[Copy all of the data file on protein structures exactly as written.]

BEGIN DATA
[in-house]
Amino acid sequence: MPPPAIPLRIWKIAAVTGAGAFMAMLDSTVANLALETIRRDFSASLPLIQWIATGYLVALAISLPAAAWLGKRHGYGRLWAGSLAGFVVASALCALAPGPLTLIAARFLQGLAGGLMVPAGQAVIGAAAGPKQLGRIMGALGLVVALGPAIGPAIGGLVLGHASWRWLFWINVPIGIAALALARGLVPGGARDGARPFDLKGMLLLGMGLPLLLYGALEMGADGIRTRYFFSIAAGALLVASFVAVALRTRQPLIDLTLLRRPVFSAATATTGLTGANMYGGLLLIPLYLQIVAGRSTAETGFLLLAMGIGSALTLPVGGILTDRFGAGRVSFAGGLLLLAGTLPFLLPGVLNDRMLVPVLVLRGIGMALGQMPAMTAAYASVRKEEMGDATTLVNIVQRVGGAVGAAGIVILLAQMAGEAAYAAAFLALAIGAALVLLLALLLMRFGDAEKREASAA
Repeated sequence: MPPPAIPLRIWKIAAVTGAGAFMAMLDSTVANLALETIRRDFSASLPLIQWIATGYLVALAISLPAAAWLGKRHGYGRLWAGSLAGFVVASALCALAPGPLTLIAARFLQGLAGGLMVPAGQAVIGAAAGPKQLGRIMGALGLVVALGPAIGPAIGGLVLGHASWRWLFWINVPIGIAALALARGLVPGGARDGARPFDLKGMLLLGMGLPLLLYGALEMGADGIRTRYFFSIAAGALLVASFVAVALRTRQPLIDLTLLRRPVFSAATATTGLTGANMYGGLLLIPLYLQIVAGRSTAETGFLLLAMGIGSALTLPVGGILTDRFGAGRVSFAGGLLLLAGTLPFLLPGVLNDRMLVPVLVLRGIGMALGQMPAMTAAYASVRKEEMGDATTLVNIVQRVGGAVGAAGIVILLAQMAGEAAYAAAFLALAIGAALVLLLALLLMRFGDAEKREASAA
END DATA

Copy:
[in-house]
Amino acid sequence: MPPPAIPLRIWKIAAVTGAGAFMAMLDSTVANLALETIRRDFSASLPLIQWIATGYLVALAISLPAAAWLGKRHGYGRLWAGSLAGFVVASALCALAPGPLTLIAARFLQGLAGGLMVPAGQAVIGAAAGPKQLGRIMGALGLVVALGPAIGPAIGGLVLGHASWRWLFWINVPIGIAALALARGLVPGGARDGARPFDLKGMLLLGMGLPLLLYGALEMGADGIRTRYFFSIAAGALLVASFVAVALRTRQPLIDLTLLRRPVFSAATATTGLTGANMYGGLLLIPLYLQIVAGRSTAETGFLLLAMGIGSALTLPVGGILTDRFGAGRVSFAGGLLLLAGTLPFLLPGVLNDRMLVPVLVLRGIGMALGQMPAMTAAYASVRKEEMGDATTLVNIVQRVGGAVGAAGIVILLAQMAGEAAYAAAFLALAIGAALVLLLALLLMRFGDAEKREASAA
Repeated sequence: MPPPAIPLRIWKIAAVTGAGAFMAMLDSTVANLALETIRRDFSASLPLIQWIATGYLVALAISLPAAAWLGKRHGYGRLWAGSLAGFVVASALCALAPGPLTLIAARFLQGLAGGLMVPAGQAVIGAAAGPKQLGRIMGALGLVVALGPAIGPAIGGLVLGHASWRWLFWINVPIGIAALALARGLVPGGARDGARPFDLKGMLLLGMGLPLLLYGALEMGADGIRTRYFFSIAAGALLVASFVAVALRTRQPLIDLTLLRRPVFSAATATTGLTGANMYGGLLLIPLYLQIVAGRSTAETGFLLLAMGIGSALTLPVGGILTDRFGAGRVSFAGGLLLLAGTLPFLLPGVLNDRMLVPVLVLRGIGMALGQMPAMTAAYASVRKEEMGDATTLVNIVQRVGGAVGAAGIVILLAQMAGEAAYAAAFLALAIGAALVLLLALLLMRFGDAEKREASAA